All the books on abuse and bullying, all the research, all the anecdotes, point in the same direction: the core of abuse is power. Whenever you see two people pointing fingers at each other and calling each other abusers, look to the arrow of control. One of them will be exerting, or attempting to exert, power and control over the other. That’s the abuser, always.
But people who exert power over others, in intimate partner relationships, rarely do so because they wake up and say “Hey, you know what? I enjoy being bossy. I think I’ll control my partner today!” (I mean yes, that can happen, but it’s not the norm.)
Most people driven to control in intimate relationships do so, I believe, because they’re acting out of fear. The control is a means to an end, not the end itself. They’re afraid of losing the relationship, or of being abandoned, or whatever, and exerting control becomes a bulwark against the fear, the only way they feel safe. “If I control who my partner socializes with, I can make sure nobody steals my partner.” “If I control where my partner goes, I can calm my fear that my partner is sneaking around behind my back.” Whatever.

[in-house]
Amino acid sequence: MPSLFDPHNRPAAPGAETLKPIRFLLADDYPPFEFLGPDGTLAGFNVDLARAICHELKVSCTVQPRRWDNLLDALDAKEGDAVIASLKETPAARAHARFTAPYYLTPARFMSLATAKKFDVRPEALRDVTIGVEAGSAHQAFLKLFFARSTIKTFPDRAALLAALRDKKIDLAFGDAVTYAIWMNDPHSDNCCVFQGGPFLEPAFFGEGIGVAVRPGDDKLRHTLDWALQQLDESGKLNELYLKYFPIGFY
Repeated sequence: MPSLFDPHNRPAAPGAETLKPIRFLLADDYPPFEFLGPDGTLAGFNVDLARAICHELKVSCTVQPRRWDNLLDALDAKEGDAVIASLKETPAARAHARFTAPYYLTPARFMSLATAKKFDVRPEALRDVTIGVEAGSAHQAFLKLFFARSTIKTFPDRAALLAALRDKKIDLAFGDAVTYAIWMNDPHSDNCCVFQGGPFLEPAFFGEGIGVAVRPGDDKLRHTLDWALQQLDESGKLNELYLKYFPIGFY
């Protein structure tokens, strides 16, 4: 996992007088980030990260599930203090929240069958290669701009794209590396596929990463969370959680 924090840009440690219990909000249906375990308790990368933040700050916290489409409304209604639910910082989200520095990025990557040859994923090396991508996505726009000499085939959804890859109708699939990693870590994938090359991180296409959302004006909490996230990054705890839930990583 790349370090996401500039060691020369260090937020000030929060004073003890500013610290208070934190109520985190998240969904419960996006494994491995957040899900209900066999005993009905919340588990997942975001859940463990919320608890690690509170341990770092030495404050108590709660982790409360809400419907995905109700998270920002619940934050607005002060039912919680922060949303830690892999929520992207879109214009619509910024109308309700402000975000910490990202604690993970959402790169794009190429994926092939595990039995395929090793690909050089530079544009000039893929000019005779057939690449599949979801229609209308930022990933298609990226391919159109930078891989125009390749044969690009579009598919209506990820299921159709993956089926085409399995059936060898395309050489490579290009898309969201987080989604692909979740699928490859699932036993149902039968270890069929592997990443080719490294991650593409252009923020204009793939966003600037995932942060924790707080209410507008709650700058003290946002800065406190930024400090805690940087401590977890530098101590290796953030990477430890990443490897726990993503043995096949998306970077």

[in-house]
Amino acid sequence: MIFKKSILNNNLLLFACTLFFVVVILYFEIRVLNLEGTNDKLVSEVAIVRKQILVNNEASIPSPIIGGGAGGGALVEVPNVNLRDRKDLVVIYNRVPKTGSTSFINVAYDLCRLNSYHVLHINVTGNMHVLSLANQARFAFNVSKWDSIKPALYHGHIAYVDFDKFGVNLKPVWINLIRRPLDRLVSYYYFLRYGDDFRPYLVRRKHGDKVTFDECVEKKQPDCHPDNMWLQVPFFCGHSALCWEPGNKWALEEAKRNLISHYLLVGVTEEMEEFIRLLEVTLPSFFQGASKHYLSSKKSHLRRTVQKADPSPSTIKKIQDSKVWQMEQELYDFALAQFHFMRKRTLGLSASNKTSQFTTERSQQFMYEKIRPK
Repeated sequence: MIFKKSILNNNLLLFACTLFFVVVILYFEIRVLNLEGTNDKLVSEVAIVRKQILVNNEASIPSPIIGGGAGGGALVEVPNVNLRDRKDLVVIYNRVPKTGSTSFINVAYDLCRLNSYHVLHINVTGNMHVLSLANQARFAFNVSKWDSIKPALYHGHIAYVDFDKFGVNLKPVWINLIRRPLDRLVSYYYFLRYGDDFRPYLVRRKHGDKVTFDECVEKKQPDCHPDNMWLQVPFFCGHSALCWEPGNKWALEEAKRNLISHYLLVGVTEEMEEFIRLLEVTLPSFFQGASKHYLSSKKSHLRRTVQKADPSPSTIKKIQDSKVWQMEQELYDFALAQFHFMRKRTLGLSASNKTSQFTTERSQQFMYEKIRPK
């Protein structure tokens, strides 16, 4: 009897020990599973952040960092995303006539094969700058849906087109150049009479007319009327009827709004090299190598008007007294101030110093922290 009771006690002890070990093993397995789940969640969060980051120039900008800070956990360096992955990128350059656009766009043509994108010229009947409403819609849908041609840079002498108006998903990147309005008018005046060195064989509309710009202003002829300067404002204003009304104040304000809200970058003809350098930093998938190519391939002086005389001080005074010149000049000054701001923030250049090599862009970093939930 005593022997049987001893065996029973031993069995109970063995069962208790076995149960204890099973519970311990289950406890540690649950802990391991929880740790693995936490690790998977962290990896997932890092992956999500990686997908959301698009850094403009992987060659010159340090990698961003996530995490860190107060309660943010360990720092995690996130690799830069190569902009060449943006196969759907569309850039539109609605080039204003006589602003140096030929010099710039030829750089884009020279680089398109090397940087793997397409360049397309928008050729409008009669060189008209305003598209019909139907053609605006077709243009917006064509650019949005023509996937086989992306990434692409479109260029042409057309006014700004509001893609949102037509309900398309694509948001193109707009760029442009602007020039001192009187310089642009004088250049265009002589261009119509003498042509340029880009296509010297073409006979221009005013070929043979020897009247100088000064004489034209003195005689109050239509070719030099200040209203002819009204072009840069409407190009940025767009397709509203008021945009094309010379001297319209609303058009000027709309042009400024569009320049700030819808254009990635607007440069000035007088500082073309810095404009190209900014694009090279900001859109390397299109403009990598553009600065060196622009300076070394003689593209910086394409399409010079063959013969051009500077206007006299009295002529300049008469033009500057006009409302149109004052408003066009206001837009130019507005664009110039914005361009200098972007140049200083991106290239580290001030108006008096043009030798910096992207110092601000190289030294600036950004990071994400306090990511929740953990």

The thing about fear is it drives us to extremes,. Often, like insecurity, it drives us to do the exact things that will cause what we fear to come true.
Control is rooted in fear, and a controlling person often lashes out if their fear comes true. Anyone who’s ever worked with intimate partner abuse will tell you the single most dangerous moment for an abuse victim is when they leave the abuser. A person who has lost control of their partner is extremely dangerous, and will often say or do anything to try to re-assert that control.